Making healthy animal crackers

Standard

A few weeks ago, Clarissa asked to “mix” everyday. But it was always right before we needed to leave to go somewhere. So that Friday, when we didn’t have any plans, I decided it would be a great day to bake something.

Clarissa really likes goldfish crackers but we’ve pretty much decided that her mood is way more even keel when she eats gluten free. I was looking at some gluten free alternatives to goldfish. But she didn’t really like them. And they were very processed (and expensive since I had to buy in bulk from Amazon to ship them here).

So I decided to try something from the Super Healthy Kids blog. They call them gluten free pizza crackers. This is mostly the same recipe, I just switched a few things based on what ingredients I already had in my house.

Clarissa had a great time dumping the different ingredients into the bowl. She also kept trying to eat everything when I went for the next ingredient. She enjoyed using the rolling pin to flatten the dough. She also kept eating the dough while we were using the cookie cutters.

My sister sent me some fruit and vegetable cutters for Christmas. We have used them for fruit a few times, but mostly we have used them for cookies and crackers. Clarissa loves the animal shapes. And they make them a good size to be finger foods for her.

The hardest part was probably keeping Mittens off the table while we were busy making these! But they were delicious. Clarissa actually ate them and asked for them a few times before they were finished a few days later.  I kept them in a resealable glass container and they were fine for the five days we had them. I thought they were delicious!

Ingredients:
1 cup gluten-free all purpose flour
1/2 teaspoon sugar
1/2 teaspoon sea salt
1/2 teaspoon basil
1 1/2 teaspoon oregano
1/4 teaspoon garlic powder
1 /4 teaspoon thyme
1 tablespoon olive oil
1/4 cup canned pumpkin
1 tablespoon tomato sauce (we use Hunts garlic and herb)
1/4 teaspoon baking soda
1/4 cup shredded mozzarella cheese

Directions:
1. Preheat oven to 350 F / 180 C.
2. Add all ingredients together in a large bowl and stir.
3. Eventually you will need to use your hands to make the dough into a ball.
4. Place half of your dough between two pieces of parchment paper.
5. Use a rolling pin to flatten dough to about 1/4 inch thick.
6. Remove parchment paper and use cookie cutters (or fruit cutters) to create desired shapes.
7. Bake in oven for 25 minutes.

Clarissa 2.75

Standard

I meant to write about Clarissa’s favorite things at two and a half but never got around to it.  She has changed so much since February that I didn’t want to wait until she turns three in August to write about her favorite things. 

This week Clarissa turned two years and nine months old. She is still not potty trained.  She loves her princess panties and can go an entire day (minus nap and bedtime)  without an accident.  But she will rarely stop what she is doing to go potty. She will often tell me, “I went yest day (yesterday).” The only time she tells me she needs to go is during naptime or bedtime.  I know it is a stalling tactic,  but she does generally pee during this time.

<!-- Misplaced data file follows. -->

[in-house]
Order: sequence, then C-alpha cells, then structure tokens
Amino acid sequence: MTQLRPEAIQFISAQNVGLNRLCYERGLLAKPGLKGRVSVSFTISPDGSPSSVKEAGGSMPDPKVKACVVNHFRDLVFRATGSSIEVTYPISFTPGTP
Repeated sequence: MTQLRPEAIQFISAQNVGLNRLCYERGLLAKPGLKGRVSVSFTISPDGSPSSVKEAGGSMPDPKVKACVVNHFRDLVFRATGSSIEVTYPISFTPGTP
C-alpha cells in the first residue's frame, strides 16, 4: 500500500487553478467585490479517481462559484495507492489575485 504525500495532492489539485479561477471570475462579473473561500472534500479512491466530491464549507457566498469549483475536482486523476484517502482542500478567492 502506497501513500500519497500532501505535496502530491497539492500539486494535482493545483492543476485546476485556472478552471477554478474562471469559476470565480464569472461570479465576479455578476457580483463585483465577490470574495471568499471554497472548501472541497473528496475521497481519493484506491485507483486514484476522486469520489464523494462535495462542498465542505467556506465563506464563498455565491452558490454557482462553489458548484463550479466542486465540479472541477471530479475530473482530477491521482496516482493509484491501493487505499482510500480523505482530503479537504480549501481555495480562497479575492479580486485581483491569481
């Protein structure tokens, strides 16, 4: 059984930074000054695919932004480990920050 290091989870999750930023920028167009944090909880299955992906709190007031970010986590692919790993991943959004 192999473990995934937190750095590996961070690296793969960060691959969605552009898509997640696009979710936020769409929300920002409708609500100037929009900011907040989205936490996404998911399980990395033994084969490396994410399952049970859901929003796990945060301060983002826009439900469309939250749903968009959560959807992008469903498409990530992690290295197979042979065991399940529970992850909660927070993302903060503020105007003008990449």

Clarissa has really become more girly since we returned from Japan at Christmas.  Ponytails and hair clips are still rare.  But she definitely requested that I buy her a new hair bow at the px on Friday.

Clarissa is not as interested in cars,  busses,  and trains anymore.  The only time she plays with her cars and ramp is when little boys come over to play.  Yet when we went to the folk village,  the souvioneer she chose was a huge Lani bus.

image

Her favorite thing to do is play with Legos.  We spend hours building things.  She will come up to me and say,  “Mommy build.” We mostly build animals from her favorite TV shows and movies.

image

We sometimes paint.  She gets excited about painting her hands and feet to make crafts for the grandparents. She isn’t really interested in playing with play doh these days.

Clarissa still plays with Haven but has several other friends.  She has library friends,  neighbor friends,  church friends,  and park friends.  Her favorite friend is probably Mittens,  our kitten.

image

Clarissa still likes to read.  Her favorite TV show right now is My Little Pony.  Her favorite movie last week was Toy Story.  But the week before was Frozen and the whole month before was Good Dinosaur.

We ordered a big girl bed for her this weekend at Osan so she should get to sleep on it in the next couple of weeks.  Of course Clarissa picked out some My Little Pony bedding.

I have pretty much given up on naptime. Though I still think she would benefit from sleeping, she refuses and often says, “No thanks. Maybe morrow (tomorrow).” So we have transitioned to a rest time in the afternoon and an earlier bedtime.

Food is still complicated. She will eat most fruits and vegetables in a pouch but rarely in their raw form. She will eat pepperoni,  peanuts,  and string cheese for protein.  Breakfast sausage, scrambled eggs,  apples,  and banana are hit or miss.  She loves gluten-free pretzels,  popcorn,  pasta,  and pizza.  Clarissa also drinks soy milk everyday. 

Packing the Diaper Bag

Standard

The contents of my diaper bag has changed as Clarissa grows.

We moved to South Korea the week that Clarissa turned 18 months old. Not only did we move to a different country, but we didn’t bring a car. Needless to say, our entire lifestyle changed. At that point, I switched from a normal diaper bag to a bookbag. This way, I could bring a bus pass, my wallet, cell phone, and waterbottle along with whatever Clarissa would need.